Fabrication: Doing an End Run Around the “Ways and Means” Barrier
BILL KREYSLER Kreysler & Associates, Moderator
PETER ARBOUR seele , M. MIN RA Front & GEOFF ROSSI Element
Listen to novel and creative ways to build using digital tools and contemporary materials. The traditional “ways and means” presumes the contractor has access to all the required resources. It’s just a matter of finding the right subcontractor who also fits the budget. Today, as architects demand more complex buildings, conventional materials and methods often fall short. Find out how some contractors are finding workarounds through collaborating with specialty fabricators who have at their disposal modern tools, modern materials, and the ability to employ automated manufacturing techniques to provide manufactured one-of-a-kind building components. Listen to some of the most creative minds in the business and how they find these new solutions. Learn how to avoid the pitfalls of venturing into this unknown and under-utilized realm.
Achieving Geometric Diversity While Maintaining Constructability: Current Highrise Façade Projects in China
MARK E. DANNETTEL Thornton Tomasetti
Architecture continues to push the limits for building skins with complex geometries. However, as these solutions are applied to highrises and supertall towers, the complex geometries need to be paired with solid strategies for maintaining constructability. This presentation will review two current projects with very different geometric demands, and discuss the relative value of parametric modeling for analyzing and re-building the proposed surfaces. We will also discuss practical detailing for unitized curtain walls, and examine how such practical details can be combined and arranged, to create highly unique geometric solutions.
New Materials Panel
SAM LUBELL The Architect’s Newspaper, Moderator
ANN SMITH Cambridge Architectural
CURT FRIEDHOLDT Firestone Building Products
Managing the Aesthetic of Glass Architecture: The Visual Properties of Glass
MIC PATTERSON Enclos, Corp.
Architectural glass has come to present an increasingly complex matrix of physical attributes. The focus is often on performance, but each variation in makeup produces subtle, and not so subtle, variations in appearance. This presentation explores the aesthetic challenge presented to the designer by glass selection, and the role of the visual mockup as a design tool.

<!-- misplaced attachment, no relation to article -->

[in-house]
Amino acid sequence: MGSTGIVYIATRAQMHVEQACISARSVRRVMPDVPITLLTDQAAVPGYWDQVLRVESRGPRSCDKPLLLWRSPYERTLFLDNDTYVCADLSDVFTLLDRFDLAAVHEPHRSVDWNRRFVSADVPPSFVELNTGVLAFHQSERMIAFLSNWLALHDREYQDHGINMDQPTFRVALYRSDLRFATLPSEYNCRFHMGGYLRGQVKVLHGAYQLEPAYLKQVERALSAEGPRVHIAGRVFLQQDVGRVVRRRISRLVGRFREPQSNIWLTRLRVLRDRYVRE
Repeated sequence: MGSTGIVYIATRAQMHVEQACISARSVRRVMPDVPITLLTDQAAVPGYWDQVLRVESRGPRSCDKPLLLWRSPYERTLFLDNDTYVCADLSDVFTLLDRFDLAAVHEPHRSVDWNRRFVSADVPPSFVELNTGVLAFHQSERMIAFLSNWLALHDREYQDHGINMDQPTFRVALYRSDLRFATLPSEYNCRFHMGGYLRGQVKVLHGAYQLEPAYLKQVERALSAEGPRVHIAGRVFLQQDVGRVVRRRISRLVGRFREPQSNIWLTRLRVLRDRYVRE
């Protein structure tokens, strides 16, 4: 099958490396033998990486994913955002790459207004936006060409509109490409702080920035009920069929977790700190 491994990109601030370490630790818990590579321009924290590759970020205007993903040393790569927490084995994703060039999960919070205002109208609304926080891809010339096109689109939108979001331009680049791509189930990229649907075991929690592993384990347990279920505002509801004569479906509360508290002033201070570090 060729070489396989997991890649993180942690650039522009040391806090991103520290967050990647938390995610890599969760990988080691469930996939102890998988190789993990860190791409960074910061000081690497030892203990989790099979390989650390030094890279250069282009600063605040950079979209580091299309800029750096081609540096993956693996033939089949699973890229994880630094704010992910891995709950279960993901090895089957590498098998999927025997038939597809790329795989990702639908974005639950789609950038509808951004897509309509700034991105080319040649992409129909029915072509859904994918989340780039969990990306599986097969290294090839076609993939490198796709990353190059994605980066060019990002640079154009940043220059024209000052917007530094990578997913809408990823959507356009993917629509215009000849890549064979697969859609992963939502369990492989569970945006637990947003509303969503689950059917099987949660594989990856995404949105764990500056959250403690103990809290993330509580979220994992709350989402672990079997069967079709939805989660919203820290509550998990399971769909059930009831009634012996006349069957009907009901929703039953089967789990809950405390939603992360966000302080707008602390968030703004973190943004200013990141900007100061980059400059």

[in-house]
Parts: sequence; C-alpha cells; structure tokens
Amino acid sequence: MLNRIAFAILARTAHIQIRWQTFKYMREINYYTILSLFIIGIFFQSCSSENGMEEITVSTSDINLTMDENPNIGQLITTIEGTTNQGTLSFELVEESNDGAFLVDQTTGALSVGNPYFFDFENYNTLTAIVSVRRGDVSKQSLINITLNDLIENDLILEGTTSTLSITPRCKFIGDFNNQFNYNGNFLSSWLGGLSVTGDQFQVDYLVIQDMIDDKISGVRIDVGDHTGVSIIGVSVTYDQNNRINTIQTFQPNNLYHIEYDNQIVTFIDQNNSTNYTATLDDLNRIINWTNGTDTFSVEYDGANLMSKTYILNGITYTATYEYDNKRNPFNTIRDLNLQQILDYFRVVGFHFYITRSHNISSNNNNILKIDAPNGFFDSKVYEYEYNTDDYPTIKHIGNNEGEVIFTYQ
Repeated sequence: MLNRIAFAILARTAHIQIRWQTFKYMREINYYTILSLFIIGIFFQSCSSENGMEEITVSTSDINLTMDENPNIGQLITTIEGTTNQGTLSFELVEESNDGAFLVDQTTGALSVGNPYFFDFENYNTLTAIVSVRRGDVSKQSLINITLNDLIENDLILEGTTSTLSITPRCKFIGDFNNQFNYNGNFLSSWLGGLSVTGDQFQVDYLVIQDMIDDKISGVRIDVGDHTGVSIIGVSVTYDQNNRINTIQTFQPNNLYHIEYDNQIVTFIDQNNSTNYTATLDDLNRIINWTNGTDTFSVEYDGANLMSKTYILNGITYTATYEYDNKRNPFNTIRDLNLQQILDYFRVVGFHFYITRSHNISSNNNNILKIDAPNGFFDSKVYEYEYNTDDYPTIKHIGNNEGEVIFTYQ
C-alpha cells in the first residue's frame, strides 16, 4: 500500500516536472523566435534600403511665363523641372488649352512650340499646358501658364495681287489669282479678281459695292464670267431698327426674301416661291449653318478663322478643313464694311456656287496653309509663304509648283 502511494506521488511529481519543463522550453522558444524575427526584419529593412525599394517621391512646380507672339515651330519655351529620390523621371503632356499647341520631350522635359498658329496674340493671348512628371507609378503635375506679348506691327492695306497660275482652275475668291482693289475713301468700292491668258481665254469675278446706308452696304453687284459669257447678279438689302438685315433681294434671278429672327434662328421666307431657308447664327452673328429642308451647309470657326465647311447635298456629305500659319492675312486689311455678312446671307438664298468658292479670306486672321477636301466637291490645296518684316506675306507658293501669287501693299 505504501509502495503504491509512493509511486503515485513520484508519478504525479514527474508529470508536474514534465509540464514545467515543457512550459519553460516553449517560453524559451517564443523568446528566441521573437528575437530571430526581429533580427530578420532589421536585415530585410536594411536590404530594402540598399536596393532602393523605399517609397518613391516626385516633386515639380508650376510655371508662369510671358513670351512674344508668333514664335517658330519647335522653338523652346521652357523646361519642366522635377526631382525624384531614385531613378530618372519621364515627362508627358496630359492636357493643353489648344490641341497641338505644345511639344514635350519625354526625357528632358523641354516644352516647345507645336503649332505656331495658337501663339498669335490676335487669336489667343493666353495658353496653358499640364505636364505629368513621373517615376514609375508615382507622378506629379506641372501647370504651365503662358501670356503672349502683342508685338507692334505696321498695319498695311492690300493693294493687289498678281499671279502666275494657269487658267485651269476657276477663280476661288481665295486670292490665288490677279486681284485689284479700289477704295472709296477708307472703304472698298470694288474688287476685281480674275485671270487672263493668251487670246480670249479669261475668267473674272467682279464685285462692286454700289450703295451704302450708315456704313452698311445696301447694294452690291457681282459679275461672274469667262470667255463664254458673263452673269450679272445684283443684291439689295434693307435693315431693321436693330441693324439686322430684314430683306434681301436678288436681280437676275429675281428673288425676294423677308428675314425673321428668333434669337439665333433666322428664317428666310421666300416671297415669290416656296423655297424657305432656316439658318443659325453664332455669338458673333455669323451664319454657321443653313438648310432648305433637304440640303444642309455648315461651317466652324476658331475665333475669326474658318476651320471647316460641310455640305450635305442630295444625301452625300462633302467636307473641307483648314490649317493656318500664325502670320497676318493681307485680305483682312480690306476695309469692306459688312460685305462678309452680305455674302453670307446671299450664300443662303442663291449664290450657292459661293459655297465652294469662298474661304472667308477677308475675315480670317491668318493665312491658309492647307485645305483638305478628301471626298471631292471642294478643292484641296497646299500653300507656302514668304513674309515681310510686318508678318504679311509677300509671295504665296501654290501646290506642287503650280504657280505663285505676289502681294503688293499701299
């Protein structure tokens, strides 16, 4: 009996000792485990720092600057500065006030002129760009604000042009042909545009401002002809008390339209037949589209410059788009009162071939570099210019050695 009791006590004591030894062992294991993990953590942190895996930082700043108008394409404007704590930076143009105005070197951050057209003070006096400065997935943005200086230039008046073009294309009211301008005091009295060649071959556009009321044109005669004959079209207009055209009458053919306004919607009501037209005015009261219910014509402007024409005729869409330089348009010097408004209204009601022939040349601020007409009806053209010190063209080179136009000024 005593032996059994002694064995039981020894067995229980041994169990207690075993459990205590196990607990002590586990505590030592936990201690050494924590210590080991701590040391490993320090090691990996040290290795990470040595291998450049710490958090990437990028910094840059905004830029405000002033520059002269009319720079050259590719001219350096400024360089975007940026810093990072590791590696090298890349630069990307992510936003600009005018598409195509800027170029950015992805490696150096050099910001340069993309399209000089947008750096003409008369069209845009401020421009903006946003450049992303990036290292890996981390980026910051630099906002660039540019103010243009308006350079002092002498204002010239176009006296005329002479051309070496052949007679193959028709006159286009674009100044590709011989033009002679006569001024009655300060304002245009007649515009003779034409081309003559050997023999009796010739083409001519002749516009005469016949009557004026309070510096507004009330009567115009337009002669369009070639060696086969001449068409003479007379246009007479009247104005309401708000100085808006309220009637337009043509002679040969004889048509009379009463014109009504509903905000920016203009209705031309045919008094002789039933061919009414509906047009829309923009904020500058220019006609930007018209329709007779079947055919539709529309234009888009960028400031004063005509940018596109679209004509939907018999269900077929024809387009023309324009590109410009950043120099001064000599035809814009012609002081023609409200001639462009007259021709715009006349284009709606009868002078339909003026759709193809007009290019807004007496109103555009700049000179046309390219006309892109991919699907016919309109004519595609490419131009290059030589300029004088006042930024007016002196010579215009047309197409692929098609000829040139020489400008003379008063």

Future Skins: Parametric Envelopes, Responsive Surfaces -Academic Panel
JASON KELLY JOHNSON Future Cities Lab/California College of the Arts, Moderator
LISA IWAMOTO UC Berkeley & IwamotoScott, ANDREW KUDLESS Matsys/California College of the Arts, CHRIS LASCH Aranda\Lasch & MARCELLO SPINA P-A-T-T-E-R-N-S
Presentations and a moderated Roundtable discussion with leading West Coast academics and experimental designers. The panel will focus on emerging academic research in digital facade design, fabrication, composite materials and responsive technologies.
Design to Fabrication: Collaboration Technologies and Integrated Process
DENNIS SHELDEN Gehry Technologies
Realizing the geometries of contemporary architectural form requires more than new modeling tools. Deeper, more integrated exchanges of knowledge between design and fabrication must be put in place earlier in the project and with more frequency of iteration than previously required. Emerging social and collaboration paradigms, coupled with BIM driven automation and analytics have a role in facilitating the alignment between architectural form making, methods of production, and project economics.
Technically Complex Curtainwalls
KEITH BOSWELL Skidmore, Owings & Merrill